Besides sports and architecture, which both rely on heavy state sponsorship, what is occurring in the public arena in terms of culture and international relations? For almost a thousand years prior to the founding of the People’s Republic, artists in China were able to work freely and sell their art in an open, competitive market. There were art critics, art dealers, art appraisers, and art galleries in China as early as the tenth century, and over time the passion for art collecting only diversified and increased. This led to much experimentation in both style and technique, so that we find artists in China painting with dish towels, sugarcane stalks, bare fingers, or just throwing paint hundreds of years before European artists would venture such techniques. After 1949, the Chinese government—following the Soviet model—managed art production in China in state-run institutions, such as art schools or film studios. This applied to all media, including film, drama, music, and professional painting. The Chinese state also sponsored international tours specifically aimed at promoting international relations and cultural exchange, as do nations further west, including the United States. In recent years, the government has gradually pulled out of these cultural arenas, and state-sponsored international cultural exchange has been replaced by the internationalization of art production and the open art market. A Chinese film can be jointly produced by a multinational crew and distributed internationally, or a painter may work in her studio in Hangzhou and be represented by studios in New York. Once primarily sponsored by the Western diplomat community in Beijing, the exhibition of modern art now has major venues catering to an emerging art market responsive to independent art criticism. Relieved from the burden of promoting “socialist values,” artists in China once again experiment actively with diverse ideas and styles, while making keen observations of market trends.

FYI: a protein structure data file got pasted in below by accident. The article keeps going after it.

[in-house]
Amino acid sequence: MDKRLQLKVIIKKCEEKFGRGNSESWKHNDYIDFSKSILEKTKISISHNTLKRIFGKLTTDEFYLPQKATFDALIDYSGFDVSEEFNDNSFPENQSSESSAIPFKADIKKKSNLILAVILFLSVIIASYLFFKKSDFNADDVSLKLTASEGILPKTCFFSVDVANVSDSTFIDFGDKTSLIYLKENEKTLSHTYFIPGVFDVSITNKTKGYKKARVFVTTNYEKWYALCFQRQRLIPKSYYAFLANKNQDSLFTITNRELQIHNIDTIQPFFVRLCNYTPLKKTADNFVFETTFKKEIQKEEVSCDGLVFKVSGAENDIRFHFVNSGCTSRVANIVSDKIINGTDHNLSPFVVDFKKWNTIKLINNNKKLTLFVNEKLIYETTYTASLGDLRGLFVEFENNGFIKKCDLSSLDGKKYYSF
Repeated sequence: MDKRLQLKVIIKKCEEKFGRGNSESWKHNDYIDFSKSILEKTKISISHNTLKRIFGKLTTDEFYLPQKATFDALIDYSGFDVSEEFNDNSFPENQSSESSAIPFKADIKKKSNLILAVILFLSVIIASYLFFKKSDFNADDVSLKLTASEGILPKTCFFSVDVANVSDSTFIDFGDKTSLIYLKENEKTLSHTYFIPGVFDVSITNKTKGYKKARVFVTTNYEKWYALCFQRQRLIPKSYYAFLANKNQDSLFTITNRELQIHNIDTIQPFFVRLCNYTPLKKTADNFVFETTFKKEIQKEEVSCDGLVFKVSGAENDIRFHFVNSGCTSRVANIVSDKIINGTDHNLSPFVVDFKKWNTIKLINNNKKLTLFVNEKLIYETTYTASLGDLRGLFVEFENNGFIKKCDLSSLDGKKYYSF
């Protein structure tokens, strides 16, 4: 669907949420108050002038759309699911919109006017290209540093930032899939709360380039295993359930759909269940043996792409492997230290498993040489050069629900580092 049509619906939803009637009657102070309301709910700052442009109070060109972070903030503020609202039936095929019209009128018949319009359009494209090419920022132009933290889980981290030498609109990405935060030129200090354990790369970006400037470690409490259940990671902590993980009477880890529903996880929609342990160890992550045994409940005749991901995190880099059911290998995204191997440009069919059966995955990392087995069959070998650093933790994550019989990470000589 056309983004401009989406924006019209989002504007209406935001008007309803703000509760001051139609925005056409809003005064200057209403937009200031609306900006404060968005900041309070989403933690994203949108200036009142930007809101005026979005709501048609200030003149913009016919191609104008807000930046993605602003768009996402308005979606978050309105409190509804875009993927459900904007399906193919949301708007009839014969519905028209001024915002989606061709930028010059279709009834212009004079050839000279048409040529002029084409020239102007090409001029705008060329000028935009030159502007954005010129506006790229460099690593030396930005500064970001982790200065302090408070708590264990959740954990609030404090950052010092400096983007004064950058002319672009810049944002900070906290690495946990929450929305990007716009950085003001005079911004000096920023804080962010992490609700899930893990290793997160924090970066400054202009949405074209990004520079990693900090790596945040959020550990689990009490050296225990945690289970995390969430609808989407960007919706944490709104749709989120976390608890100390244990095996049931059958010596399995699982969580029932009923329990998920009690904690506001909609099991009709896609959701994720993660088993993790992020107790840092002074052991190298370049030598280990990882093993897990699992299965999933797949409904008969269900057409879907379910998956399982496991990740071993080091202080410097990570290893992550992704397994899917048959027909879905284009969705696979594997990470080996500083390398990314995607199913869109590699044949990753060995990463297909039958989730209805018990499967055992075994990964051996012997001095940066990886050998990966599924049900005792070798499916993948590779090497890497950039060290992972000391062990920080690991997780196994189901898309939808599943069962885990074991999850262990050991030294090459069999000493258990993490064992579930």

Slogans from the Cultural Revolution Era was intentionally preserved at Factory 798, once a military manufacture designed in the Bauhaus style by a German architect, later turned into a major venue for a thriving Beijing art community. Photo courtesy of Li Min.

While no longer the sole sponsor of art production, the Chinese government—like other modern governments—takes seriously its role in providing stewardship for the nation’s cultural heritage. It has invested millions of dollars for purchasing back Chinese art treasures from the international market. For example, a museum financed by an arms sale corporation for the Chinese army purchased the bronze animal heads looted from the Garden of Perfect Enlightenment by the French and British troops. This effort to reclaim the cultural legacy damaged by colonialism reveals the continuing importance of culture in international relations.

An armed police on guard next to the bronze monkey head at the Poly Museum in Beijing. The bronze statue was looted from the Garden of Perfect Enlightenment by the French and British troops in the nineteenth century.

The final and most important front of culture and international relations is the expansion of public space and the globalization of culture created by digital technology. A thousand years ago, printing was invented in China, which created the first “public space” for political debate through the use of printed books, prefaces, personal notes, and essays. Half a millenium later, when print technology arrived in Europe, printing similarly opened up a space for public debate. In recent years, a similar revolution has occurred following the invention of the internet in the United States. Access to the internet dramatically expands the traditional public space for political expression in all countries. In China, although state censorship still exists, it is much more relaxed on the internet than in print media. As a result, the internet has played a critical role in the liberalization of people’s political views and in providing access to diverse opinions on world events. However, technology can be a double-edged sword. Copyright infringement as a result of pirating and downloading of entertainment programs is a problem in all countries, including the United States. However, the topic has often emerged as a source of tension in China’s international relations, particularly with the United States. On the other hand, the easing of government control in cultural production and art market has once again allowed civil society to grow and flourish in China.

Children from a rural village of northern China displaying
the “peace” sign found in Western images.
Photo courtesy of Li Xu.